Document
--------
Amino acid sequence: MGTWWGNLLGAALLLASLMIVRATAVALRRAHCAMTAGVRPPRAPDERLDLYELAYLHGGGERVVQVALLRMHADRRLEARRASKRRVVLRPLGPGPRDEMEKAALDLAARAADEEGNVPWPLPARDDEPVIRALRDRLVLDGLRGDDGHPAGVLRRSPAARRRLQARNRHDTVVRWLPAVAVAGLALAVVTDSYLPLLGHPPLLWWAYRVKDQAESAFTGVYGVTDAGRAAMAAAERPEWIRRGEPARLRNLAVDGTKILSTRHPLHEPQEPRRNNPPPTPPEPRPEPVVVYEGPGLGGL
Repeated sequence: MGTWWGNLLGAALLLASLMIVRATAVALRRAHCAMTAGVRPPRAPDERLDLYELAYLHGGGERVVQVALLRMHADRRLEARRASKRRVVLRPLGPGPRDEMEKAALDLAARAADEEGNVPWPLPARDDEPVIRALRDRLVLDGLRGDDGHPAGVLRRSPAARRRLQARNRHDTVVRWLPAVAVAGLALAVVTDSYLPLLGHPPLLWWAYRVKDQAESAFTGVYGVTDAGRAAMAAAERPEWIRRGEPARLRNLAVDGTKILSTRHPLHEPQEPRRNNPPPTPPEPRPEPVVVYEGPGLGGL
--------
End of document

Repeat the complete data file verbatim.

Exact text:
Amino acid sequence: MGTWWGNLLGAALLLASLMIVRATAVALRRAHCAMTAGVRPPRAPDERLDLYELAYLHGGGERVVQVALLRMHADRRLEARRASKRRVVLRPLGPGPRDEMEKAALDLAARAADEEGNVPWPLPARDDEPVIRALRDRLVLDGLRGDDGHPAGVLRRSPAARRRLQARNRHDTVVRWLPAVAVAGLALAVVTDSYLPLLGHPPLLWWAYRVKDQAESAFTGVYGVTDAGRAAMAAAERPEWIRRGEPARLRNLAVDGTKILSTRHPLHEPQEPRRNNPPPTPPEPRPEPVVVYEGPGLGGL
Repeated sequence: MGTWWGNLLGAALLLASLMIVRATAVALRRAHCAMTAGVRPPRAPDERLDLYELAYLHGGGERVVQVALLRMHADRRLEARRASKRRVVLRPLGPGPRDEMEKAALDLAARAADEEGNVPWPLPARDDEPVIRALRDRLVLDGLRGDDGHPAGVLRRSPAARRRLQARNRHDTVVRWLPAVAVAGLALAVVTDSYLPLLGHPPLLWWAYRVKDQAESAFTGVYGVTDAGRAAMAAAERPEWIRRGEPARLRNLAVDGTKILSTRHPLHEPQEPRRNNPPPTPPEPRPEPVVVYEGPGLGGL